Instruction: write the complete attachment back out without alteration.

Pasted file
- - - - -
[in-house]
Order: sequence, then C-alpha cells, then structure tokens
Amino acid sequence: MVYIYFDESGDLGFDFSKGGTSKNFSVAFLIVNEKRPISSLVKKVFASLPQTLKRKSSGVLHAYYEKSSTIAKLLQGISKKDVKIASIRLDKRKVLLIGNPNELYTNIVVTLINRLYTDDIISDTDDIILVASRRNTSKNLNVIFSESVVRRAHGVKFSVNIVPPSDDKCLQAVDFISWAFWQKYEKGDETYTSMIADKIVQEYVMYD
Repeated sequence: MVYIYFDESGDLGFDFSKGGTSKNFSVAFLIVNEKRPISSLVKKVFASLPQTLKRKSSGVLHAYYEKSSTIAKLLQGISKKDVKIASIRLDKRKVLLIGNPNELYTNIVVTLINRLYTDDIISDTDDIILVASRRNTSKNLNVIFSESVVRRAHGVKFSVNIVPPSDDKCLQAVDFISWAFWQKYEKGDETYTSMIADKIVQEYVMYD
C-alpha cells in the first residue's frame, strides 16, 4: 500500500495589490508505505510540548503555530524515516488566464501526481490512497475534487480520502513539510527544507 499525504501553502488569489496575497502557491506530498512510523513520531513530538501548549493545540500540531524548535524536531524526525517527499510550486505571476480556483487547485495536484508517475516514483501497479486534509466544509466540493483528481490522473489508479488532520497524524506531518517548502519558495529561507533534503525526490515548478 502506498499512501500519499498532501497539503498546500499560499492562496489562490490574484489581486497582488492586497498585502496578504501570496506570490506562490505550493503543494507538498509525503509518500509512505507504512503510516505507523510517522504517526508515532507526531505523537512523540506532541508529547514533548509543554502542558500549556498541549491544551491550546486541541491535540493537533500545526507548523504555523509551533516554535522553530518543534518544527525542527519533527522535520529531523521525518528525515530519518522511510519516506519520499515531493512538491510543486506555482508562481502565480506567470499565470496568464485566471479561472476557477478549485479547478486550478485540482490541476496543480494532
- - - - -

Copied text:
[in-house]
Order: sequence, then C-alpha cells, then structure tokens
Amino acid sequence: MVYIYFDESGDLGFDFSKGGTSKNFSVAFLIVNEKRPISSLVKKVFASLPQTLKRKSSGVLHAYYEKSSTIAKLLQGISKKDVKIASIRLDKRKVLLIGNPNELYTNIVVTLINRLYTDDIISDTDDIILVASRRNTSKNLNVIFSESVVRRAHGVKFSVNIVPPSDDKCLQAVDFISWAFWQKYEKGDETYTSMIADKIVQEYVMYD
Repeated sequence: MVYIYFDESGDLGFDFSKGGTSKNFSVAFLIVNEKRPISSLVKKVFASLPQTLKRKSSGVLHAYYEKSSTIAKLLQGISKKDVKIASIRLDKRKVLLIGNPNELYTNIVVTLINRLYTDDIISDTDDIILVASRRNTSKNLNVIFSESVVRRAHGVKFSVNIVPPSDDKCLQAVDFISWAFWQKYEKGDETYTSMIADKIVQEYVMYD
C-alpha cells in the first residue's frame, strides 16, 4: 500500500495589490508505505510540548503555530524515516488566464501526481490512497475534487480520502513539510527544507 499525504501553502488569489496575497502557491506530498512510523513520531513530538501548549493545540500540531524548535524536531524526525517527499510550486505571476480556483487547485495536484508517475516514483501497479486534509466544509466540493483528481490522473489508479488532520497524524506531518517548502519558495529561507533534503525526490515548478 502506498499512501500519499498532501497539503498546500499560499492562496489562490490574484489581486497582488492586497498585502496578504501570496506570490506562490505550493503543494507538498509525503509518500509512505507504512503510516505507523510517522504517526508515532507526531505523537512523540506532541508529547514533548509543554502542558500549556498541549491544551491550546486541541491535540493537533500545526507548523504555523509551533516554535522553530518543534518544527525542527519533527522535520529531523521525518528525515530519518522511510519516506519520499515531493512538491510543486506555482508562481502565480506567470499565470496568464485566471479561472476557477478549485479547478486550478485540482490541476496543480494532